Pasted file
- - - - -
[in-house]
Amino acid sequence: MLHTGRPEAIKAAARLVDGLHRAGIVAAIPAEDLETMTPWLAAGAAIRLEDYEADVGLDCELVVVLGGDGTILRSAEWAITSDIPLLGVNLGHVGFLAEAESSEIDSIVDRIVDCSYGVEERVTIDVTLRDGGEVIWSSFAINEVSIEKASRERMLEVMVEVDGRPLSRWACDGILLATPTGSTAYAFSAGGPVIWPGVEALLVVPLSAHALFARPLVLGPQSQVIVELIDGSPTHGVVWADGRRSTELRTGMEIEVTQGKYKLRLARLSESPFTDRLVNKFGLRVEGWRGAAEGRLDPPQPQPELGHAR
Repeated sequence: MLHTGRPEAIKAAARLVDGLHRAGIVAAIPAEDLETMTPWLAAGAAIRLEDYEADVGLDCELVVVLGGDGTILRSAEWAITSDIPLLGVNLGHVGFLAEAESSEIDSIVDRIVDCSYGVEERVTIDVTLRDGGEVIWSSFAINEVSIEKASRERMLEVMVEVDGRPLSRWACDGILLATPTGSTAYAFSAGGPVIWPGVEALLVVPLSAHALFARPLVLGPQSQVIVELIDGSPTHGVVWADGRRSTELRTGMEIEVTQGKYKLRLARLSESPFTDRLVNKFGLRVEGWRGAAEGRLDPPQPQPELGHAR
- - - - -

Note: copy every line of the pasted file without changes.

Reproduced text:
[in-house]
Amino acid sequence: MLHTGRPEAIKAAARLVDGLHRAGIVAAIPAEDLETMTPWLAAGAAIRLEDYEADVGLDCELVVVLGGDGTILRSAEWAITSDIPLLGVNLGHVGFLAEAESSEIDSIVDRIVDCSYGVEERVTIDVTLRDGGEVIWSSFAINEVSIEKASRERMLEVMVEVDGRPLSRWACDGILLATPTGSTAYAFSAGGPVIWPGVEALLVVPLSAHALFARPLVLGPQSQVIVELIDGSPTHGVVWADGRRSTELRTGMEIEVTQGKYKLRLARLSESPFTDRLVNKFGLRVEGWRGAAEGRLDPPQPQPELGHAR
Repeated sequence: MLHTGRPEAIKAAARLVDGLHRAGIVAAIPAEDLETMTPWLAAGAAIRLEDYEADVGLDCELVVVLGGDGTILRSAEWAITSDIPLLGVNLGHVGFLAEAESSEIDSIVDRIVDCSYGVEERVTIDVTLRDGGEVIWSSFAINEVSIEKASRERMLEVMVEVDGRPLSRWACDGILLATPTGSTAYAFSAGGPVIWPGVEALLVVPLSAHALFARPLVLGPQSQVIVELIDGSPTHGVVWADGRRSTELRTGMEIEVTQGKYKLRLARLSESPFTDRLVNKFGLRVEGWRGAAEGRLDPPQPQPELGHAR